11. The method according to claim 10, wherein the resistive voltage divider includes a first resistive bridge switch, a first bridge resistor, a second resistive bridge switch, a second bridge resistor, and a series stub resistor.
12. The method according to claim 10, wherein the resistive voltage divider is contained in a memory controller.
13. The method according to claim 10, wherein the resistive voltage divider is contained in a circuit board under control of a memory controller.
14. An article comprising:
a storage medium having stored thereon instructions that when executed by a machine result in the following
setting an initial test pattern, an address register, a clock reference signal (DQS) delay, and a reference voltage;
writing the initial test pattern to a memory location specified by the address register to form a stored test pattern;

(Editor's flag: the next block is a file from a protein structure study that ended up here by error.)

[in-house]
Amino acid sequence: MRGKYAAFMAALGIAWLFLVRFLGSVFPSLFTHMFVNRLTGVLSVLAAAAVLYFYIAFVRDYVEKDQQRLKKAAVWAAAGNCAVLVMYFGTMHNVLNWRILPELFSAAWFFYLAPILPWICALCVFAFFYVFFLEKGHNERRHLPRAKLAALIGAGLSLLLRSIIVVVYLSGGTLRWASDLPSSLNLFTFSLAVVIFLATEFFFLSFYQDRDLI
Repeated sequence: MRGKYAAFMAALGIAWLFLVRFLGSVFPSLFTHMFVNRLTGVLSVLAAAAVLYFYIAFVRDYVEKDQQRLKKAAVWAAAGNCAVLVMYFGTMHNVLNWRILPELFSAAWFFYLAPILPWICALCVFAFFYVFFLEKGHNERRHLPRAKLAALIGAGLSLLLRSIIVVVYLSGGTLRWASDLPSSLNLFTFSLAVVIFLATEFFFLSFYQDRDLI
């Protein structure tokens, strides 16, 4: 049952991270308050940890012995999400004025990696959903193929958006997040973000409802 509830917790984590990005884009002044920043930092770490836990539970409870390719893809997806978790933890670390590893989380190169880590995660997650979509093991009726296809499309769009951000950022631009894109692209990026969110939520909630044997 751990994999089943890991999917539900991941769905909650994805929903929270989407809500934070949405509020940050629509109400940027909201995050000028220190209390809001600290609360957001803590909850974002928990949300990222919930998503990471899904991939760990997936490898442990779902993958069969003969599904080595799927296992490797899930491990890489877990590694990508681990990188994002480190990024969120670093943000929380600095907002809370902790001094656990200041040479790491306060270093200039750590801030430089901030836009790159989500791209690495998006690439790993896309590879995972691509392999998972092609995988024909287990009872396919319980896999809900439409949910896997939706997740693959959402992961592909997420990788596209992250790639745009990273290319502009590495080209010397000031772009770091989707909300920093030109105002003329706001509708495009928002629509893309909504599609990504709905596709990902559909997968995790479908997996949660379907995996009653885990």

reading the stored test pattern from the memory location specified by the address register to form a read test pattern;
comparing the read test pattern to the reference voltage to form a second read test pattern;
capturing the second read test pattern using the delayed DQS to form a captured test pattern;
comparing the captured test pattern to the initial test pattern to determine if a read error has occurred;
adjusting iteratively the DQS delay and the reference voltage if the read error occurs to find a two-dimensional data eye window; and
setting the optimal DQS delay based on the two-dimensional data eye window.
15. The article according to claim 14, wherein the memory is selected from the group consisting of a Double Data Rate Synchronous Dynamic Random Access Memory (DDR SDRAM), a Quad Data Rate (QDR) Memory, Rambus Dynamic Random Access Memory (RDRAM), a register, a cache memory.
16. The article according to claim 14, wherein capturing the second read test pattern includes using a capture flip-flop with the delayed DQS and the second read test pattern as inputs.